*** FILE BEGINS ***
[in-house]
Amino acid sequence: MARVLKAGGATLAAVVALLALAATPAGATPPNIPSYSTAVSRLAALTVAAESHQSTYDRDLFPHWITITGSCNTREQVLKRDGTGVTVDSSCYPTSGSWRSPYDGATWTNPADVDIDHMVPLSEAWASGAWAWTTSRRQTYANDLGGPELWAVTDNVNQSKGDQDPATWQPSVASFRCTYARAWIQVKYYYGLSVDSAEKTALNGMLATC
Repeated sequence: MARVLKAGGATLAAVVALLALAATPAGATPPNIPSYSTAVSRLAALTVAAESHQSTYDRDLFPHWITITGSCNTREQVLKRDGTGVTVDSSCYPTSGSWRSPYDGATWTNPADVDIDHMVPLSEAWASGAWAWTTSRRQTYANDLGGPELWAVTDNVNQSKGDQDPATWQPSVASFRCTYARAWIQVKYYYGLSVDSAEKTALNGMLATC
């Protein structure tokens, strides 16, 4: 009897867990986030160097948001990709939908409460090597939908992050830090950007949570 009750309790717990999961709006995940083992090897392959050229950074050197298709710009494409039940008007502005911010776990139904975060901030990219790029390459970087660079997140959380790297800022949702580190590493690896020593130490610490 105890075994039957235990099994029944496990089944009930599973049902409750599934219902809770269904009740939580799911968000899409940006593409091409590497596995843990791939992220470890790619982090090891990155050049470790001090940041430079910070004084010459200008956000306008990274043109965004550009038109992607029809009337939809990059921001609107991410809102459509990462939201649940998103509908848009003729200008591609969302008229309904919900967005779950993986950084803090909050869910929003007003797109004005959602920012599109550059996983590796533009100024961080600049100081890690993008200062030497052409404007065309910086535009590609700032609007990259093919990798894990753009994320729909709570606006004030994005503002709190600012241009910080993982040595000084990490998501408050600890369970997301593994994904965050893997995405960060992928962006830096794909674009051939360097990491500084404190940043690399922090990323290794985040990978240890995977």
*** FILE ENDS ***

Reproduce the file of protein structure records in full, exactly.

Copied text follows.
[in-house]
Amino acid sequence: MARVLKAGGATLAAVVALLALAATPAGATPPNIPSYSTAVSRLAALTVAAESHQSTYDRDLFPHWITITGSCNTREQVLKRDGTGVTVDSSCYPTSGSWRSPYDGATWTNPADVDIDHMVPLSEAWASGAWAWTTSRRQTYANDLGGPELWAVTDNVNQSKGDQDPATWQPSVASFRCTYARAWIQVKYYYGLSVDSAEKTALNGMLATC
Repeated sequence: MARVLKAGGATLAAVVALLALAATPAGATPPNIPSYSTAVSRLAALTVAAESHQSTYDRDLFPHWITITGSCNTREQVLKRDGTGVTVDSSCYPTSGSWRSPYDGATWTNPADVDIDHMVPLSEAWASGAWAWTTSRRQTYANDLGGPELWAVTDNVNQSKGDQDPATWQPSVASFRCTYARAWIQVKYYYGLSVDSAEKTALNGMLATC
């Protein structure tokens, strides 16, 4: 009897867990986030160097948001990709939908409460090597939908992050830090950007949570 009750309790717990999961709006995940083992090897392959050229950074050197298709710009494409039940008007502005911010776990139904975060901030990219790029390459970087660079997140959380790297800022949702580190590493690896020593130490610490 105890075994039957235990099994029944496990089944009930599973049902409750599934219902809770269904009740939580799911968000899409940006593409091409590497596995843990791939992220470890790619982090090891990155050049470790001090940041430079910070004084010459200008956000306008990274043109965004550009038109992607029809009337939809990059921001609107991410809102459509990462939201649940998103509908848009003729200008591609969302008229309904919900967005779950993986950084803090909050869910929003007003797109004005959602920012599109550059996983590796533009100024961080600049100081890690993008200062030497052409404007065309910086535009590609700032609007990259093919990798894990753009994320729909709570606006004030994005503002709190600012241009910080993982040595000084990490998501408050600890369970997301593994994904965050893997995405960060992928962006830096794909674009051939360097990491500084404190940043690399922090990323290794985040990978240890995977």